A case for outdoor cats

Illustration by Cara Seccafien

Illustration by Cara Seccafien

Benefits of having outdoor cats are frequently overshadowed by indoor-only advocates

By Jacey Gibb, Distribution Manager

We were in the veterinarian’s office, me propped up in the chair, and Ciabatta cowering in her carrier. She’d just passed her annual check-up with moderately flying colours, when I asked the vet, “What kind of shots would I need to get before letting Ciabatta outside?”

The veterinarian suddenly grew very serious. “Why? Has she been going outside? We don’t recommend that.”

I mentioned the research I’d been doing on outdoor vs indoor cats, and how for the first time since living in Vancouver, I had a yard for Ciabatta to frolic in.

“But you also understand that you can’t control everything outside, all the time, right? Anything can happen out there.”

I wasn’t expecting this level of fear-mongering from a trained veterinarian, and yet the next time I came into the same clinic, a different vet simply asked if I’d done my research, and then told me what vaccines Ciabatta needed.

For some people, it’s never a question or something they can consider. If you’re living in an apartment building, or the top floor of a Vancouver Special, you’ve likely never contemplated the ethics of having an indoor-only cat; without easy access to the outdoors, why would it even cross your mind?

Transitioning your indoor cat to an outdoor one comes with a lot of things to consider. For one, the average lifespan of an outdoor cat is shorter by several years. There are also the inherent risks for outdoor cats: Encounters with other animals, chances that your cat will go missing or get run over, parasites, and infections.

The local cat adoption agency Vancouver Orphan Kitten Rescue Association (VOKRA) even has a strict policy on the matter: “We adopt to indoor homes only. No exceptions!” their website states in bolded lettering.

And yet, there are also numerous benefits to letting your feline into the great outdoors.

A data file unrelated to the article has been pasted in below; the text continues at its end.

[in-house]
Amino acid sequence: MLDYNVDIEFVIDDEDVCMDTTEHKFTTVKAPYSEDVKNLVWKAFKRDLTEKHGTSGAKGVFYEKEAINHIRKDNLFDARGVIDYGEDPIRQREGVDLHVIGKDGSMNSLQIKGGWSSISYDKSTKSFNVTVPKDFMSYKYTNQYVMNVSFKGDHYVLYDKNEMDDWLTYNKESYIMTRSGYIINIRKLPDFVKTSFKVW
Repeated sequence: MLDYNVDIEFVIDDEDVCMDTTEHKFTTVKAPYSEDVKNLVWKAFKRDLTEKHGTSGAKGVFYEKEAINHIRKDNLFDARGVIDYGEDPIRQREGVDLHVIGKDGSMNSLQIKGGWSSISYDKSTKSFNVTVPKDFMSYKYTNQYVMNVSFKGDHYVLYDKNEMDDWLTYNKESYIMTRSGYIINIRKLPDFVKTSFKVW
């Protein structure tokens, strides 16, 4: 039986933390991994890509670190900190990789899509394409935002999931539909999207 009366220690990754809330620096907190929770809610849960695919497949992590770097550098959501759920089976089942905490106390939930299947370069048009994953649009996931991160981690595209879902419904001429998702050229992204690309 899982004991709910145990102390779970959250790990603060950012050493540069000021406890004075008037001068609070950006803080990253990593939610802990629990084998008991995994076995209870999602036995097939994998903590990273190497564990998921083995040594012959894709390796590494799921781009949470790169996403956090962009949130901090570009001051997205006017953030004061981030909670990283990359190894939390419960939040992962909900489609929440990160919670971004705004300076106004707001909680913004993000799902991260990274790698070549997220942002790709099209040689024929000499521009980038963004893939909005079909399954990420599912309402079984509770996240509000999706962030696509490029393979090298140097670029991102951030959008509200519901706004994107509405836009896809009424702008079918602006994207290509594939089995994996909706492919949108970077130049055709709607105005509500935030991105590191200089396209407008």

For starters, outdoor cats are more physically active, and at less risk of becoming overweight. When a cat has an excess number of pounds, this can put added stresses on joints, lead to higher blood pressure, and even restrict airflow to the lungs. Overweight cats also develop urinary tract diseases more easily and are more difficult to operate on for standard procedures.

There’s also the benefit of cats experiencing more enrichment from the ever-changing outdoors. Some reports also find that being an outdoor cat can lead to less aggression and stress.

Ciabatta has been an outdoor cat for several months now, and while it’s a small sample size, nothing horrific has befallen her. She darts outside whenever the door opens more than an inch, but usually she plunks herself down a few meters away and just passes out on some warm asphalt. I’m not some kind of pet empath, so I won’t pretend to know if Ciabatta is happier or more satisfied with her indoor-outdoor balance, but her affinity for being outside versus inside now speaks for itself.

I can’t say that, universally, all cats should have the option of being outdoors. In a housing environment like Vancouver, that’s not always a possibility. However, I also believe people need to conduct their own research and reflect on what’s best for their situation and their own feline pal.


The Other Press

The Other Press, Douglas College's student newspaper since 1976. Articles, insight and updates from the New West and Coquitlam campuses.

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